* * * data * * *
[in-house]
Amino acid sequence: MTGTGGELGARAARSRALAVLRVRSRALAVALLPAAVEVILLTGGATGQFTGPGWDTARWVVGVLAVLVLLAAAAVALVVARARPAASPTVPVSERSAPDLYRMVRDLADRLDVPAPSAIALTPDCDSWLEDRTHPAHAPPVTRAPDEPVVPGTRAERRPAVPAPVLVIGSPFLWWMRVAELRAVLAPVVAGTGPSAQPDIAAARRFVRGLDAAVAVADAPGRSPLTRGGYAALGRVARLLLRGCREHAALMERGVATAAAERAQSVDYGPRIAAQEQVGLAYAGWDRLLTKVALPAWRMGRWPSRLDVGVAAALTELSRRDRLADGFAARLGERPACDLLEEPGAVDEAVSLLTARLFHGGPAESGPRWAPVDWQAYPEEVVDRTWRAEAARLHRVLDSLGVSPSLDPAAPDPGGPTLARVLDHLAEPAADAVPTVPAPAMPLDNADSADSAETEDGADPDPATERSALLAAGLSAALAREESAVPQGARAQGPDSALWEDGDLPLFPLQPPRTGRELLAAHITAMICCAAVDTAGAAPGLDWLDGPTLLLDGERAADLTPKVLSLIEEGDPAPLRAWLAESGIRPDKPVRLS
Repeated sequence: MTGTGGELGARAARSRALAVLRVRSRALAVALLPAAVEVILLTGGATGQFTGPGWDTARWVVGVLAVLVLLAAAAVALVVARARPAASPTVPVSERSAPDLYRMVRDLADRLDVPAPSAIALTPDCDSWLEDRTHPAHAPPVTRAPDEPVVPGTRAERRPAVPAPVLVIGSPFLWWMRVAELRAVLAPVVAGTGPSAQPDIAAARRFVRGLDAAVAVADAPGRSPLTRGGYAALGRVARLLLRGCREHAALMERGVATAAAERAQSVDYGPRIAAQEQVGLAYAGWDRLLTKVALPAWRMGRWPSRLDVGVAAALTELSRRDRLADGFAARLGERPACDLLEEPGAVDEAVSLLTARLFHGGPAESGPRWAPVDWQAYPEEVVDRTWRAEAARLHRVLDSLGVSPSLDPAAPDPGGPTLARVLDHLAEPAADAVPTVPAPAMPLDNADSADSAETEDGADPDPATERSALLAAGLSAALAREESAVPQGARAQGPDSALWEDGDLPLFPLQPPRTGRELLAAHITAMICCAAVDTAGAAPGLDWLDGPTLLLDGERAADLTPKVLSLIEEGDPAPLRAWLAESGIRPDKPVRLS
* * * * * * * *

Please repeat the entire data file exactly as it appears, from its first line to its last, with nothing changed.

[in-house]
Amino acid sequence: MTGTGGELGARAARSRALAVLRVRSRALAVALLPAAVEVILLTGGATGQFTGPGWDTARWVVGVLAVLVLLAAAAVALVVARARPAASPTVPVSERSAPDLYRMVRDLADRLDVPAPSAIALTPDCDSWLEDRTHPAHAPPVTRAPDEPVVPGTRAERRPAVPAPVLVIGSPFLWWMRVAELRAVLAPVVAGTGPSAQPDIAAARRFVRGLDAAVAVADAPGRSPLTRGGYAALGRVARLLLRGCREHAALMERGVATAAAERAQSVDYGPRIAAQEQVGLAYAGWDRLLTKVALPAWRMGRWPSRLDVGVAAALTELSRRDRLADGFAARLGERPACDLLEEPGAVDEAVSLLTARLFHGGPAESGPRWAPVDWQAYPEEVVDRTWRAEAARLHRVLDSLGVSPSLDPAAPDPGGPTLARVLDHLAEPAADAVPTVPAPAMPLDNADSADSAETEDGADPDPATERSALLAAGLSAALAREESAVPQGARAQGPDSALWEDGDLPLFPLQPPRTGRELLAAHITAMICCAAVDTAGAAPGLDWLDGPTLLLDGERAADLTPKVLSLIEEGDPAPLRAWLAESGIRPDKPVRLS
Repeated sequence: MTGTGGELGARAARSRALAVLRVRSRALAVALLPAAVEVILLTGGATGQFTGPGWDTARWVVGVLAVLVLLAAAAVALVVARARPAASPTVPVSERSAPDLYRMVRDLADRLDVPAPSAIALTPDCDSWLEDRTHPAHAPPVTRAPDEPVVPGTRAERRPAVPAPVLVIGSPFLWWMRVAELRAVLAPVVAGTGPSAQPDIAAARRFVRGLDAAVAVADAPGRSPLTRGGYAALGRVARLLLRGCREHAALMERGVATAAAERAQSVDYGPRIAAQEQVGLAYAGWDRLLTKVALPAWRMGRWPSRLDVGVAAALTELSRRDRLADGFAARLGERPACDLLEEPGAVDEAVSLLTARLFHGGPAESGPRWAPVDWQAYPEEVVDRTWRAEAARLHRVLDSLGVSPSLDPAAPDPGGPTLARVLDHLAEPAADAVPTVPAPAMPLDNADSADSAETEDGADPDPATERSALLAAGLSAALAREESAVPQGARAQGPDSALWEDGDLPLFPLQPPRTGRELLAAHITAMICCAAVDTAGAAPGLDWLDGPTLLLDGERAADLTPKVLSLIEEGDPAPLRAWLAESGIRPDKPVRLS